Fish and Game butts in to protect the goats
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Phil Mooney holds a sedated, radio collared mountain goat. He will give the goat an injection to reverse the tranquilizing drug. It takes 5-7 minutes for the goat to wake up and walk away, no worse for wear. (photo by Kevin White/Juneau goat researcher)
The Alaska Department of Fish and Game announced an emergency closure for mountain goat hunting in the North Fork Katlian River area in Sitka. Biologists have set a maximum guideline harvest objective of four male mountain goats, or one female mountain goat for the area. On Tuesday (12-24-13) that guideline harvest was met – two male goats and one nanny was harvested.
The harvest guidelines are based on elaborate research that starts with radio collaring dozens of goats on Baranof island. From the vantage point of a Temsco helicopter, Phil Mooney, along with Juneau goat researcher Kevin White scour the mountaintops for goats. When they find one the goat is darted and sedated. Then they take body measurements, blood and tissue samples, photographs, and install a GPS radio collar. Within an hour the sedative is reversed and the goat is back on its feet completely unharmed. Mooney says, “the information collected from the collars so far has greatly expanded our understanding of goats on Baranof.”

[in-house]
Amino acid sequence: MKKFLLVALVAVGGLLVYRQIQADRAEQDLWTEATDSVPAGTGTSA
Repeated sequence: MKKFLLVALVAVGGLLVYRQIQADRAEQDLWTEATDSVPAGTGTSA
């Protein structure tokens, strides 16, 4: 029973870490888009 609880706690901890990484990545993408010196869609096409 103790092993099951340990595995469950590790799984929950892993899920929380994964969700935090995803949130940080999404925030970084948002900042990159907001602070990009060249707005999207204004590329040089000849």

In case you missed all the commotion outside of Pacific High School Thursday at lunchtime (8-28-14), it was the Sitka School Board doing its part for the ALS Ice Bucket Challenge. Unlike the Assembly and its fire truck, the School Board opted for ordinary 5-gallon buckets filled with icy water, served up by some Pacific High staff and students. more
Sitkans who saw a truck hauling one of the city’s large, green recycling bins up Jarvis Street to the waste transfer station earlier this summer were not imagining things. The contractor responsible for managing Sitka’s recycling dumped a total of three loads of mixed paper after discovering they had been contaminated by food waste. more